Question: "What does the Bible say about self-defense?"
Answer: Without close study, the Bible can seem to give conflicting instructions on self-defense. There are numerous passages that speak of Christians being pacifistic (Proverbs 25:21,22; Matthew 5:39; Romans 12:17). Yet there are many passages that talk about war and violence that God approves of, such as David slaying Goliath (1 Samuel 17). Not to mention the fact that God commanded the Israelites to completely destroy everyone and everything in the Promised Land! So what is the conclusion? Is God for violence or not? Under what circumstances is self-defense appropriate?
As with many questions in our lives, self-defense has to do with wisdom, understanding, and tact. For instance, in Luke 22, Jesus does tell His disciples to get a sword. Jesus knew that now was the time when Jesus would be threatened (and later killed) and His followers would be threatened as well. Jesus was giving approval of the fact that one has the right to self-defense. Now, just a few verses later, we see Jesus being arrested, and Peter takes a sword and cuts off someone’s ear. Jesus rebukes Peter for that act. Why? Peter was trying to stop something that Jesus had been telling His disciples was in fact going to happen. In other words, Peter was acting unwisely in the situation. He was trying to stop something that was not supposed to be stopped. We must be wise as to when to fight and when not to.
As far as self-defense when one’s life or property is threatened, there is not a whole lot in the Bible concerning this. Exodus 22 does show quite a bit about God’s attitude towards self-defense. "If a thief is caught breaking in and is struck so that he dies, the defender is not guilty of bloodshed; but if it happens after sunrise, he is guilty of bloodshed. A thief must certainly make restitution, but if he has nothing, he must be sold to pay for his theft” (Exodus 22:2-3). Obviously, here we see that when a thief breaks into someone’s house at night and that person defends his home and slays the thief, God does not hold that death over the defender’s head. However, God does not wish for anyone to take the law into his or her own hands. This is why it is said that if a thief is struck down during the daylight the defender is guilty of bloodshed. Now, this is speaking of thievery, not an attack. So if the thief were to attack the defender even during the day, self-defense would be justified.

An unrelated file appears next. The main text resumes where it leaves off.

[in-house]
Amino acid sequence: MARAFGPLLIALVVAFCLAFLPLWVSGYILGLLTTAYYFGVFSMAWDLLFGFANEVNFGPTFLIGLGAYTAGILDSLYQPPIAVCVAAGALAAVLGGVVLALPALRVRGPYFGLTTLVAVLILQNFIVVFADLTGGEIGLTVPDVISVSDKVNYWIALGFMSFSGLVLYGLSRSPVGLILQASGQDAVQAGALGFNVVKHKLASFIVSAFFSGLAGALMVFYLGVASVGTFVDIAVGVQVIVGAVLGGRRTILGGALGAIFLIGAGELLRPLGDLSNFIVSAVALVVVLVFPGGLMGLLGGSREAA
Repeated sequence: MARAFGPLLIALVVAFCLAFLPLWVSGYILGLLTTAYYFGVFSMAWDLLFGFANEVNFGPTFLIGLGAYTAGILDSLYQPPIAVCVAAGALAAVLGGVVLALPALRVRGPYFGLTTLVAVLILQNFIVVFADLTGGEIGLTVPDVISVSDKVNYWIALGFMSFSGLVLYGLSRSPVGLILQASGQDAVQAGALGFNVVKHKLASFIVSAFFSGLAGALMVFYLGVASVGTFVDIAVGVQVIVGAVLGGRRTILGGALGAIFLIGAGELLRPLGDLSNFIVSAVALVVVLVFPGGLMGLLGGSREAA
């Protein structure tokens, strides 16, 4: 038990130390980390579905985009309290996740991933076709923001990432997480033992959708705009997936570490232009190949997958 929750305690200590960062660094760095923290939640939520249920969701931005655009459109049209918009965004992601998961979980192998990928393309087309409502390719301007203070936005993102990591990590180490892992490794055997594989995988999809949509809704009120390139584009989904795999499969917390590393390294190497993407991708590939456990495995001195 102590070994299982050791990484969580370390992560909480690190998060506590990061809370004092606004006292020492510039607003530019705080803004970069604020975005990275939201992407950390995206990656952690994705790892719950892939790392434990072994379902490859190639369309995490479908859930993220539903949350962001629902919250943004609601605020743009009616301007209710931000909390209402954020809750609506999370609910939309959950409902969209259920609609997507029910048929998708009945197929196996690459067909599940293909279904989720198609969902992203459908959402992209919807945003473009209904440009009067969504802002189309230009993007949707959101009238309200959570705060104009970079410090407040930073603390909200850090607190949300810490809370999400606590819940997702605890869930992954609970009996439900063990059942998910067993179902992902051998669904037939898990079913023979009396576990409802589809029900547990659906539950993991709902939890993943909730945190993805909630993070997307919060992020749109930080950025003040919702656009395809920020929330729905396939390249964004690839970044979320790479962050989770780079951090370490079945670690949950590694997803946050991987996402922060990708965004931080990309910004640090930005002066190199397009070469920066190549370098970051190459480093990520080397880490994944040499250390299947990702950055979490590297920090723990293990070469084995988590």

The proper use of self-defense has to do with wisdom, understanding, and tact. In many karate classes, one of the principles is “Restrain your physical abilities by spiritual attainment.” This is a fancy way of saying that since one has the ability to bring great harm that doesn’t mean he or she needs to use it. Just because we can break someone’s arm doesn’t mean we need to use that ability. Just because we have a gun doesn’t mean we need to fire on someone who breaks into the home.
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